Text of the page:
yes. release the film into independent cinemas with a PG or M rating, this way when releasing the new version into all cinemas, the majority of their target audience won't have heard of the original version, therefore they wont be turned off by the idea of a re-hash; (the marketing won't be compromised). with spike jonze's film you will have the pan's labyrinth adult audience, and the nightmare before christmas children audience. and possibly a grinch stole christmas/horton hears a who audience with the new one. more people are happy and get to see what they want, and more beautiful money for everyone!
  • katie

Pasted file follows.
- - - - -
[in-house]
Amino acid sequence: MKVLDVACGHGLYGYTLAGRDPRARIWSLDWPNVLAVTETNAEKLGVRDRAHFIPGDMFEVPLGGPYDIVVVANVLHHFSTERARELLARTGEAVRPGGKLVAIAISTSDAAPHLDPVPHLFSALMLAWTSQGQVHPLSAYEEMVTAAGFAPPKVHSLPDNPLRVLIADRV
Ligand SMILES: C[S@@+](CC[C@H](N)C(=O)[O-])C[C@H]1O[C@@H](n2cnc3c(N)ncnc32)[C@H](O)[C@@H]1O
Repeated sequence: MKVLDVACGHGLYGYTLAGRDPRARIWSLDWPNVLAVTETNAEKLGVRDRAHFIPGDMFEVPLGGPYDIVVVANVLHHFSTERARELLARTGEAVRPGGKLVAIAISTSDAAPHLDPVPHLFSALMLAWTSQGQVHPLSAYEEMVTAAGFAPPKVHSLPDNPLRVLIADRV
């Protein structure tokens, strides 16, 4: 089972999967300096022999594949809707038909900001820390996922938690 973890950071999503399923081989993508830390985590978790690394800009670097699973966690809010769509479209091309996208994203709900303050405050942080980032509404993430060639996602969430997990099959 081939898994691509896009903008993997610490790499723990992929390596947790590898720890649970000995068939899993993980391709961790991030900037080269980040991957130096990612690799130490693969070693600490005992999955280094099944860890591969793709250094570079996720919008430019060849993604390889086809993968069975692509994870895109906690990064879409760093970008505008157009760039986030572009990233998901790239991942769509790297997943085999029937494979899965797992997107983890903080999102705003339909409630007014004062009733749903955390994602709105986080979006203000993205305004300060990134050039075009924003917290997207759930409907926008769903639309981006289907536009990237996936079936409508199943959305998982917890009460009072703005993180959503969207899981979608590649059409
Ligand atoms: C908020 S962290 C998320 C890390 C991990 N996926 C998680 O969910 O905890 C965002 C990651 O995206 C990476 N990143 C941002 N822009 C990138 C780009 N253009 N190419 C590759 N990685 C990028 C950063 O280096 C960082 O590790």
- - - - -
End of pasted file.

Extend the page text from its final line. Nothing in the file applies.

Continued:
The reality of the situation is that children are alot more capable of handling "darkness" than some execs give them credit for. If they fluff up the movie and turn it into another Grinch or Cat in the Hat, they may make alot of money. But probably not as much money as they would if they do the book justice. Making it a little dark might actually help it. They majority of people with any real emotional attachment to the story are well beyond their childhood years. Most children I know don't even have the book, and alot of teenagers haven't ever heard of it. We assume that because it is so near and dear to our childhood memory that every child knows and loves this book. I'm sure alot of kids have read it though, not because of any other reason than their parents love it. Look at Pirates of the Caribbean. Really freakin' dark. But that didn't stop millions of people dragging their munchkins to the theatre a hundred times over. Why? Because the parents were already emotionally invested in it, after how many summers at Disney land world whatever with their families, being scared out of their mind on that creepy ride. They will not cut out the younger audience by keeping it spooky. They will only add to it. Look at the numerous "dark" kid stories... Nightmare Before Christmas the Dark Crystal Harry Potter (can get dark at times) Anything that Roald Dahl ever wrote. Pirates of the Caribbean The Goonies These are all classics. And even if they didn't blow out the box office, they have been extremely lucrative. Disneyland exhibits, merchandise, clothing, books, etc. How many times has Nightmare been re released in theatres? How much money has JK Rowling made? I mean, if I see another Jack Sparrow bumper sticker or lunchbox I might throw up, but damn if that's not some money making magic. Keep the original. Don't ruin it for the big kids. We are the ones with the bank accounts.